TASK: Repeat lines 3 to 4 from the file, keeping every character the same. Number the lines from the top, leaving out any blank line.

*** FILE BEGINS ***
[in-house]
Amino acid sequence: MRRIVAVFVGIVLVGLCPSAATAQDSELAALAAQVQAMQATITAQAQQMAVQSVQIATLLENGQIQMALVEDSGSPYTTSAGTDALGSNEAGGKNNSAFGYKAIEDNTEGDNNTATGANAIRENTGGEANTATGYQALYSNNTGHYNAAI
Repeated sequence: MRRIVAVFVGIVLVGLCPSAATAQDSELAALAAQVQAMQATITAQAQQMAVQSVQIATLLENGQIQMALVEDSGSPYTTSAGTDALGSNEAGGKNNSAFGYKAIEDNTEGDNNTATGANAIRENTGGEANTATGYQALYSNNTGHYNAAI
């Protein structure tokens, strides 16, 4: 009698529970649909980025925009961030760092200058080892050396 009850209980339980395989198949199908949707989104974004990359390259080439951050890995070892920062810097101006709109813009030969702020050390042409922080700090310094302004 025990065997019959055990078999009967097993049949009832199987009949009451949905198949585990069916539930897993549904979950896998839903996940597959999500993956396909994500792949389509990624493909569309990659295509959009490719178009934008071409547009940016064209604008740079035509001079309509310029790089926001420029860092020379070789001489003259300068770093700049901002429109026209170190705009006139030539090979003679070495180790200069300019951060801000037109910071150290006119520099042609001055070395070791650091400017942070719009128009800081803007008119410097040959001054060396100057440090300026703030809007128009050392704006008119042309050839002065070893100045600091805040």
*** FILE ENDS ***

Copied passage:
Repeated sequence: MRRIVAVFVGIVLVGLCPSAATAQDSELAALAAQVQAMQATITAQAQQMAVQSVQIATLLENGQIQMALVEDSGSPYTTSAGTDALGSNEAGGKNNSAFGYKAIEDNTEGDNNTATGANAIRENTGGEANTATGYQALYSNNTGHYNAAI
């Protein structure tokens, strides 16, 4: 009698529970649909980025925009961030760092200058080892050396 009850209980339980395989198949199908949707989104974004990359390259080439951050890995070892920062810097101006709109813009030969702020050390042409922080700090310094302004 025990065997019959055990078999009967097993049949009832199987009949009451949905198949585990069916539930897993549904979950896998839903996940597959999500993956396909994500792949389509990624493909569309990659295509959009490719178009934008071409547009940016064209604008740079035509001079309509310029790089926001420029860092020379070789001489003259300068770093700049901002429109026209170190705009006139030539090979003679070495180790200069300019951060801000037109910071150290006119520099042609001055070395070791650091400017942070719009128009800081803007008119410097040959001054060396100057440090300026703030809007128009050392704006008119042309050839002065070893100045600091805040």